Getting ready to head off to the peace march in Washington, D.C., tomorrow. A small group of people from this congregation are heading down to witness for peace.
When I was trying to decide whether or not to go down, I called my friend Elizabeth, who lives in DC. I asked her if this peace march was worth going to — Elizabeth has connections with the world of political activism, and since I can’t afford to head down to Washington every five minutes, I’m cautious about which actions of public witness I’ll get involved in. It’s not like I have a lot of money to throw around, and of course I could give that money to a charitable organization.
I called her, explained that I was thinking of heading down, and asked, “So is it worth my while to go?”
“I’m going,” said Elizabeth decisively. “It may not be all that well organized. But this war has gone on too long, and we’ve got to do something.”
As she often does, she helped me clarify my thoughts. From a religious point of view, I am willing to say there is a possibility of a just war, but there is no possibility any longer that this is a just war. We are sending our servcemen and servicewomen into risk of serious bodily harm, no doubt about it. But when a war can no longer be considered just, we are also sending them into risk of serious moral harm, causing them to make impossible moral choices. For they cannot say that at least their actions are in service of a just war.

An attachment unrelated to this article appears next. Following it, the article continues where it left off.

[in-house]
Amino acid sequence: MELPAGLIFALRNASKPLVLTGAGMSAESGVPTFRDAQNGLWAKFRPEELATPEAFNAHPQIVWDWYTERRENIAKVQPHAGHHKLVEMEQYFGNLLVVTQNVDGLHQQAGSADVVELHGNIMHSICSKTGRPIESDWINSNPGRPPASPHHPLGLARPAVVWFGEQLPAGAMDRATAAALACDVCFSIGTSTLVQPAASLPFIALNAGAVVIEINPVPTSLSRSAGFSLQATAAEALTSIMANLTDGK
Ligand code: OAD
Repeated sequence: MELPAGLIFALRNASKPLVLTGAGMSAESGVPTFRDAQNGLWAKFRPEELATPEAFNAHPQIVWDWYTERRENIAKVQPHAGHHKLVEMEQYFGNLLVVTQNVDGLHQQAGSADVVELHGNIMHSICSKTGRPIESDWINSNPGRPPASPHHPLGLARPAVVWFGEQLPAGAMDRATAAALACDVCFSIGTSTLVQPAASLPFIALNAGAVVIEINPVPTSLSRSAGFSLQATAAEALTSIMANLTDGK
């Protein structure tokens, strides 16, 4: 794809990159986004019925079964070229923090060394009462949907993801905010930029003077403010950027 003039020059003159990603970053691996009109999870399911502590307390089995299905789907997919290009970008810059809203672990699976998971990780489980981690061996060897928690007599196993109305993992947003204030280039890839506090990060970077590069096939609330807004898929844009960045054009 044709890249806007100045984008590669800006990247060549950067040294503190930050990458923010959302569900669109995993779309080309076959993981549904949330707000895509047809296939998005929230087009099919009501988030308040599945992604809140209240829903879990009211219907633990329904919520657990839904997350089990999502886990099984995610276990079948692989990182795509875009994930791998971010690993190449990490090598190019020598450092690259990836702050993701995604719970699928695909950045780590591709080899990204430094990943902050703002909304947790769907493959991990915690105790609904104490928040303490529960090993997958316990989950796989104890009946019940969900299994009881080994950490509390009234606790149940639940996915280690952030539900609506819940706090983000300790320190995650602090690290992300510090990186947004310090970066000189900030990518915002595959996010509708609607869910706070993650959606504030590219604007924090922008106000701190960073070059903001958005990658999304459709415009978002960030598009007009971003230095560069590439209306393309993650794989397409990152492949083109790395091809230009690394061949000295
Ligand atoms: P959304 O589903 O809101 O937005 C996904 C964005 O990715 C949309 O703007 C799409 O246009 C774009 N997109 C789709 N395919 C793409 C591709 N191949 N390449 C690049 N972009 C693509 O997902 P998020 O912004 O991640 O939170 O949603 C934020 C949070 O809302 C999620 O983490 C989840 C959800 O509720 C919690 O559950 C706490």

If the war in Iraq can no longer be considered a just war, the implications for our country are serious. To use traditional language, even a just war requires repentance and penance by religious persons — but war that is neutral in terms of justice or even unjust will require even more repentance and penance. At this point, much of this country is not even ready to engage in repentance and penance for a just war, let alone a war that cannot be considered just. I am beginning to think of my upcoming trip to Washington in terms of a pilgrimage and a beginning act of repentance. Or if you prefer less tradititional religious language, I might say that this is a first step towards the healing of the web of relationships that has been damaged by the war.
Yikes. Who knew I felt so strongly about all this?
In any case, don’t know if I will be able to post to this blog while I’m in Washington, but I should be able to post again no later than Monday.